ATLANTA — After a long year of wearing facial masks to protect communities from the spread of Covid-19, the Centers for Disease Control and Prevention (CDC) said on Thursday that people who are fully vaccinated no longer have to wear masks in many indoor situations.
This new CDC guidance comes after more and more Americans have become fully vaccinated. It proves that vaccines are highly effective in preventing severe cases of Covid-19.
It is important to note that some tribal nations and states may lift mask requirements for vaccinated people, while others are still cautiously embracing the new CDC guidelines.
CDC guidance does not set rules or law set by governmental bodies, such as tribes, state and local municipalities. CDC guidance should be viewed as guidance generated through scientific research. Businesses can still set their own rules on whether or not masks are mandated.
On the Navajo Nation that served as the epicenter among all tribal nations during Covid-19 pandemic, tribal leaders are still mandating the wearing of facial masks.
“We are staying the course with our mask mandate here on the Navajo Nation. Everyone is still required to wear a mask in public, indoors and outdoors. We will continue to be very cautious and take careful steps to gradually lift restrictions once we see our vaccination numbers increase, but we need to do more to reach our goal of community immunity,” Navajo Nation President Jonathan Nez said on Thursday.
During the past year, the Navajo Nation has seen the flattening of the curve in new cases only to have them surge again after holidays and some family events, such as birthday parties and weddings. Because of that history, Navajo Nation leaders want to stay the course.
“Health care facilities on the Navajo Nation have begun to vaccinate adolescents within the 12-to-15-year age range on the Navajo Nation and many will be holding large scale drive-thru vaccination events on Saturday to provide more opportunities for families to get vaccinated. Our goal is to have at least 5,000 adolescents vaccinated by this weekend. Together, we have to continue pushing back on Covid-19 and getting vaccinated is a key part of that effort,” Nez said.
For those tribal communities and states that will begin to lift the mask requirements, the CDC guidelines are as follows:
Fully vaccinated people can:
- Resume activities without wearing masks or physically distancing, except where required by federal, state, local, tribal, or territorial laws, rules and regulations, including local business and workplace guidance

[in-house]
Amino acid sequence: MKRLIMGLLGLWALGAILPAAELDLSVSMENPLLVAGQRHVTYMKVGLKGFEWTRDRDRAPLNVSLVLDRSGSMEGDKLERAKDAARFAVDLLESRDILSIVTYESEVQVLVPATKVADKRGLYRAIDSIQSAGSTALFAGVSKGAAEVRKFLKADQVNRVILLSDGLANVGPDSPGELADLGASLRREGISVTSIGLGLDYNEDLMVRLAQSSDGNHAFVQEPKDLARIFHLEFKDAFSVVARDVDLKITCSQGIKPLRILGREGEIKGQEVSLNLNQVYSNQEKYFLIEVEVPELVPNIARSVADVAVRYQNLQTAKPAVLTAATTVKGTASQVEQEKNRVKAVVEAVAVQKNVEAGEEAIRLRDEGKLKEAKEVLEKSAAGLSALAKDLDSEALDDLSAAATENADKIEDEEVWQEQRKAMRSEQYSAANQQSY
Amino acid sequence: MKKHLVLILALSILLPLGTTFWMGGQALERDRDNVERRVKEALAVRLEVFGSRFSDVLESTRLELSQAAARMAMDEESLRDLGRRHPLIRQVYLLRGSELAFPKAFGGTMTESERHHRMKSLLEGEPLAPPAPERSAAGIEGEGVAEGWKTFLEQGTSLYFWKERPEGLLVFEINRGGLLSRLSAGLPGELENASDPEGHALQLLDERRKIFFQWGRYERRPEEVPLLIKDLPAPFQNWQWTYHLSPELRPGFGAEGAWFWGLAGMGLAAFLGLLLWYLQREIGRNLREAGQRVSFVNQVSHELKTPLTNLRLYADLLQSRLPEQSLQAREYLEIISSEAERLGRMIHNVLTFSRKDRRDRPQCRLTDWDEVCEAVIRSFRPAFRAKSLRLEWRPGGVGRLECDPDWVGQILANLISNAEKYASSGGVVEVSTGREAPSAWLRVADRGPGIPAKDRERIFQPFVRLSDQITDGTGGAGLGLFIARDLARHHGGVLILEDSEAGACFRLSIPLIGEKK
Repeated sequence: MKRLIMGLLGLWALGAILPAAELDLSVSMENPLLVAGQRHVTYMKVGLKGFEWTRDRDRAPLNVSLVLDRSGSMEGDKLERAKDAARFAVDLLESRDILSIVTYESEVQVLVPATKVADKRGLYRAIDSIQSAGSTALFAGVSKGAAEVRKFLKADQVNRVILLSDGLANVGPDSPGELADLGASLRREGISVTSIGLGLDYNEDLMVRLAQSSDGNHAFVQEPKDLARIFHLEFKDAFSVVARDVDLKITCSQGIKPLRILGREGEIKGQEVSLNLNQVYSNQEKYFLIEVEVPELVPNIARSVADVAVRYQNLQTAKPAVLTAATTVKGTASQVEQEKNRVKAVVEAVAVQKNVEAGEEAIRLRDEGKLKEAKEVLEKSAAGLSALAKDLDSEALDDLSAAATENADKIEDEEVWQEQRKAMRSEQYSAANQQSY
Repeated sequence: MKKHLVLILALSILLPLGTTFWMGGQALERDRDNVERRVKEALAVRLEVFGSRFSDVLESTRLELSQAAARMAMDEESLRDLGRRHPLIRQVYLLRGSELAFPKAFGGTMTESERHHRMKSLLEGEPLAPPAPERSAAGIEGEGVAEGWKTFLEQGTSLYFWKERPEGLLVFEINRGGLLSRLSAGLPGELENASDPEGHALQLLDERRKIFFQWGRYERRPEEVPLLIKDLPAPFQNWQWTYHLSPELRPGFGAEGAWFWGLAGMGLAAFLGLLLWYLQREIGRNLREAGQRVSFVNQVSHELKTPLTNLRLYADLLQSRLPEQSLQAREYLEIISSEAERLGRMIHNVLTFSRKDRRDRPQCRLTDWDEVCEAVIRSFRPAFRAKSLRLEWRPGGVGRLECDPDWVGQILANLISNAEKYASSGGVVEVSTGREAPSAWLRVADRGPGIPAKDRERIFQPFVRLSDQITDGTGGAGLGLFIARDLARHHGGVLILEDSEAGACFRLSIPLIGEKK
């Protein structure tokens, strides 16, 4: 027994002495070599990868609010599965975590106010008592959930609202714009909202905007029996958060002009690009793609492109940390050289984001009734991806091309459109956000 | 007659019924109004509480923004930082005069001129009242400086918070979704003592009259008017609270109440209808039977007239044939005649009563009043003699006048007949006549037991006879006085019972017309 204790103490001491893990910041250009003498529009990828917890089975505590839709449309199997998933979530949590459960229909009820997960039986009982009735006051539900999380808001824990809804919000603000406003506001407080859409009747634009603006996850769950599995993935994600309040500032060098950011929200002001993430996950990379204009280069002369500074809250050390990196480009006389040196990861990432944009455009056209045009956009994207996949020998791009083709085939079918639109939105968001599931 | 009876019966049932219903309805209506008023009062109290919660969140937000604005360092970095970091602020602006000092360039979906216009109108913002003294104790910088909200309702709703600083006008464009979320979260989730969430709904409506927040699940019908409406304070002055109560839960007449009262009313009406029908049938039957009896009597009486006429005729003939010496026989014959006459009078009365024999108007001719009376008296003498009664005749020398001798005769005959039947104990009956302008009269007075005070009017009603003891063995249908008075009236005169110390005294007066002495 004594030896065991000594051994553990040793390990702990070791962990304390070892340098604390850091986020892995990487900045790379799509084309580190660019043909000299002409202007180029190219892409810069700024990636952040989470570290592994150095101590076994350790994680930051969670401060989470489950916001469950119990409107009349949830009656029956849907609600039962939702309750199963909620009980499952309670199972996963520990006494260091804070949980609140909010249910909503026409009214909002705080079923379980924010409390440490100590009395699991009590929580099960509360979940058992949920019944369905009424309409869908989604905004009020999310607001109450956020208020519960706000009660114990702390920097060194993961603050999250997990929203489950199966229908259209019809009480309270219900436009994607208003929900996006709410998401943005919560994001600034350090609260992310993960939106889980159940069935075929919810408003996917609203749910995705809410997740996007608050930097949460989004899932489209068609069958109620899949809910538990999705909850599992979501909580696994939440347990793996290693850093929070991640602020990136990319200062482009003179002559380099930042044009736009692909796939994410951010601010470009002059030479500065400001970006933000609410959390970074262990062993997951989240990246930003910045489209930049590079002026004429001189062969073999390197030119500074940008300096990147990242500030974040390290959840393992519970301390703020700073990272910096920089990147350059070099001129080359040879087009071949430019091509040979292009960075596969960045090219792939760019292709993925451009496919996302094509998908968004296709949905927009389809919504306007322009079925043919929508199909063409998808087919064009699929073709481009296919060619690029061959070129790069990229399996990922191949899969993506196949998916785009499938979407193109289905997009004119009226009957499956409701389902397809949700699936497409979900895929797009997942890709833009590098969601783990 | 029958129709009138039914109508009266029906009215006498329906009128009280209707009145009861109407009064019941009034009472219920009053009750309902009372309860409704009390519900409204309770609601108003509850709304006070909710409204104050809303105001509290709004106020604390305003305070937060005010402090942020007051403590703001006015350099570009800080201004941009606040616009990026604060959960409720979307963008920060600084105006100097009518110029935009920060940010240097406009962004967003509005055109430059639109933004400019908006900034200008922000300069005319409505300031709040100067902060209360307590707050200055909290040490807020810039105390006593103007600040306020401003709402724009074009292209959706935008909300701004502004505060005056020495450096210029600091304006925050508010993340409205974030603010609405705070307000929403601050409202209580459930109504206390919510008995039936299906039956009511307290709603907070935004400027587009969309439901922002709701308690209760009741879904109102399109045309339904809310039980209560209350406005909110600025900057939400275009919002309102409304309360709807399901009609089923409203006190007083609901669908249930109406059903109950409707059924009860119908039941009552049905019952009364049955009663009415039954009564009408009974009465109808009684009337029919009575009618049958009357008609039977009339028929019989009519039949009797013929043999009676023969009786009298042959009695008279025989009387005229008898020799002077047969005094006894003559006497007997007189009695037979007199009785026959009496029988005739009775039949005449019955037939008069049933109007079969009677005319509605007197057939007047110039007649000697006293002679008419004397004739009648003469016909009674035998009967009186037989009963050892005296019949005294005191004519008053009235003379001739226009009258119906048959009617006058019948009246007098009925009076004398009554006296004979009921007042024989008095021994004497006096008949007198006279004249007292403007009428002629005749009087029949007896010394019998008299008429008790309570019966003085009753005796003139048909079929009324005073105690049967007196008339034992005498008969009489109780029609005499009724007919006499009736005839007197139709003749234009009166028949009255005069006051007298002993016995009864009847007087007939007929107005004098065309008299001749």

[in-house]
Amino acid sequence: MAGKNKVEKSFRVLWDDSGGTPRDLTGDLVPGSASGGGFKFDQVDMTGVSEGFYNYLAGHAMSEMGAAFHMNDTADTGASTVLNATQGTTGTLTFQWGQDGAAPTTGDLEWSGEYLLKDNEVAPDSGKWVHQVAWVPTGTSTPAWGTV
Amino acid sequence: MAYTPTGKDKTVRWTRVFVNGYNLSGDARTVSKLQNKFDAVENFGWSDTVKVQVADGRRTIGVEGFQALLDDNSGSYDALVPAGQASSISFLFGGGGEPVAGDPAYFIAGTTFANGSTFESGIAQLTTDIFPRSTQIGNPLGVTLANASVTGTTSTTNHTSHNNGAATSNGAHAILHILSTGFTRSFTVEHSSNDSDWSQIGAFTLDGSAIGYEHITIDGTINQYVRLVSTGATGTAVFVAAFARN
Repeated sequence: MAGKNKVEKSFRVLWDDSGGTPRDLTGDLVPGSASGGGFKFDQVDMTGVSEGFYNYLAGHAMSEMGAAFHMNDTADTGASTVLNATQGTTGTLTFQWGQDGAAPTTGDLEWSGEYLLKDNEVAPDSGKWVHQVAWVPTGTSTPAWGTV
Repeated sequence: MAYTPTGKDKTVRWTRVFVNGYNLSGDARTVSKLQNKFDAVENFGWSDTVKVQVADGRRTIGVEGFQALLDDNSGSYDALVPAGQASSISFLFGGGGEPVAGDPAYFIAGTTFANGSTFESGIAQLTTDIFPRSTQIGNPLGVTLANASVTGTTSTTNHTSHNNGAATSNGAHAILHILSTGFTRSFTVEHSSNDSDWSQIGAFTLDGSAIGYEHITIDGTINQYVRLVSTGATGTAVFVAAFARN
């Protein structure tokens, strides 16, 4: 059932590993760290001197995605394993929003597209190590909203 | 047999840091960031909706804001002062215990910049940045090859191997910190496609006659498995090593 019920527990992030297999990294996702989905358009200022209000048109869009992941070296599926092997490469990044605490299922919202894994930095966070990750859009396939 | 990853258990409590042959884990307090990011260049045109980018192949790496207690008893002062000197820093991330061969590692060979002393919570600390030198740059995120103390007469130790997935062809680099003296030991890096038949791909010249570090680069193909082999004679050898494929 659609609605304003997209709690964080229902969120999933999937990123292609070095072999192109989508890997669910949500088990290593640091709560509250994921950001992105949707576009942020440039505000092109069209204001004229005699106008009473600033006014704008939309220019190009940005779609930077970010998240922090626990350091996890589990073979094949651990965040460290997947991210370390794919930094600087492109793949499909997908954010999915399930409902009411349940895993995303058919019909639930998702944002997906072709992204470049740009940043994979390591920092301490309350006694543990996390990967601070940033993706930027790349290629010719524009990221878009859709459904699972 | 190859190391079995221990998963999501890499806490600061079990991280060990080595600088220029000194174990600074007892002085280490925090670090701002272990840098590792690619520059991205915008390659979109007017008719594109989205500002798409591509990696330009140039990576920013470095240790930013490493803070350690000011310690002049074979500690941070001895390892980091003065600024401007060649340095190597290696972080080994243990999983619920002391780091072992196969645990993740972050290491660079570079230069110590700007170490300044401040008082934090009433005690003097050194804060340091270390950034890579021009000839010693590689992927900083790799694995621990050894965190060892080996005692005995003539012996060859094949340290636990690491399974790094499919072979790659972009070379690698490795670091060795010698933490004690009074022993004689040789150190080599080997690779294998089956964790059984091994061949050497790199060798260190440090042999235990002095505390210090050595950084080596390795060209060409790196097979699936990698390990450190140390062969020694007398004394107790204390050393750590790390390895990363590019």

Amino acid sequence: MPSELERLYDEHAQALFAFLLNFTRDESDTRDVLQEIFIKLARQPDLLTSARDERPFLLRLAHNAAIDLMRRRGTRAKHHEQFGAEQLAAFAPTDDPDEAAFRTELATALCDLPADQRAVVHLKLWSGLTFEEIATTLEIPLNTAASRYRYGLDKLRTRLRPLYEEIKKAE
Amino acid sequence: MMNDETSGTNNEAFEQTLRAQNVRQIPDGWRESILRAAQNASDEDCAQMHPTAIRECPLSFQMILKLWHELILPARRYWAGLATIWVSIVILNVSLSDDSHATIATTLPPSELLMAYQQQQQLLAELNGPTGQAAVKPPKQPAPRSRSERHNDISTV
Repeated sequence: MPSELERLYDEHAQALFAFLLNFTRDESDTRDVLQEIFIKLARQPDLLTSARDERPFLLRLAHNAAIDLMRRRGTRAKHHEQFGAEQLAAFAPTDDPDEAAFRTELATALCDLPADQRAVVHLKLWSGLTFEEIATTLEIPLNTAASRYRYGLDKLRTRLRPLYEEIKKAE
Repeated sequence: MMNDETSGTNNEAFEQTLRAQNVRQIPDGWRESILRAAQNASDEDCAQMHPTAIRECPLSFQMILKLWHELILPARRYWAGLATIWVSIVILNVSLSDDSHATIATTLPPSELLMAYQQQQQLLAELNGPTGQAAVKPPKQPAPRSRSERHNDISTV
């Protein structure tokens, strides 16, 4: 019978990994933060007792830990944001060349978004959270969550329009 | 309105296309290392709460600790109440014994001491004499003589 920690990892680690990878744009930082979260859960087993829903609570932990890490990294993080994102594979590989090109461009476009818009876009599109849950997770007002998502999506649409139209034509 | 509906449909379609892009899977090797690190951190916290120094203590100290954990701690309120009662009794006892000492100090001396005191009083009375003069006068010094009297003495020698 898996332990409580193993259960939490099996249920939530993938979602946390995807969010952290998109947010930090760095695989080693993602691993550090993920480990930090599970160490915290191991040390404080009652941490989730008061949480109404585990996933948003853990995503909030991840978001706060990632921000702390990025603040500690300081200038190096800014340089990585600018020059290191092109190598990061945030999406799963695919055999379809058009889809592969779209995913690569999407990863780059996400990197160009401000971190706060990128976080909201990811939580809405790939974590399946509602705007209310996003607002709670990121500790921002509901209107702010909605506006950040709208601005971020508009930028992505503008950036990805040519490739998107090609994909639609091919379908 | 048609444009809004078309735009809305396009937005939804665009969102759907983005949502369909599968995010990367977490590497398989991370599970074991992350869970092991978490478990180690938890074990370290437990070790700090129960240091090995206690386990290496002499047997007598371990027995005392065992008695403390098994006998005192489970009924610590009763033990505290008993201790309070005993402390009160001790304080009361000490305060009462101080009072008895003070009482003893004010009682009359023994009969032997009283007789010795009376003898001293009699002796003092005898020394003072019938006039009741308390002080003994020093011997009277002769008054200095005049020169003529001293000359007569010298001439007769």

- Resume domestic travel and refrain from testing before or after travel or self-quarantine after travel
- Refrain from testing before leaving the United States for international travel (unless required by the destination) and refrain from self-quarantine after arriving back in the United States
- Refrain from testing following a known exposure, if asymptomatic, with some exceptions for specific settings
- Refrain from quarantine following a known exposure if asymptomaticRefrain from routine screening testing if feasible
More Stories Like ThisBiden Administration to Host 2021 White House Tribal Nations Summit
Albuquerque man sentenced to 5 years for assault in Indian Country
Gun Lake Casino Cuts Ribbon on $100M Expansion
#MMIW: FBI Offers $10,000 Reward for Information on Missing Tulalip Tribal Woman
Native News Weekly (9/19/2021): D.C. Briefs
Native Perspective. Native Voices. Native News.
We launched Native News Online because the mainstream media often overlooks news that is important is Native people. We believe that everyone in Indian Country deserves equal access to news and commentary pertaining to them, their relatives and their communities. That's why the story you’ve just finished was free — and we want to keep it that way, for all readers. We hope you'll consider making a donation to support our efforts so that we can continue publishing more stories that make a difference to Native people, whether they live on or off the reservation. Your donation will help us keep producing quality journalism and elevating Indigenous voices. Any contribution of any amount — big or small — gives us a better, stronger future and allows us to remain a force for change. Donate to Native News Online today and support independent Indigenous journalism. Thank you.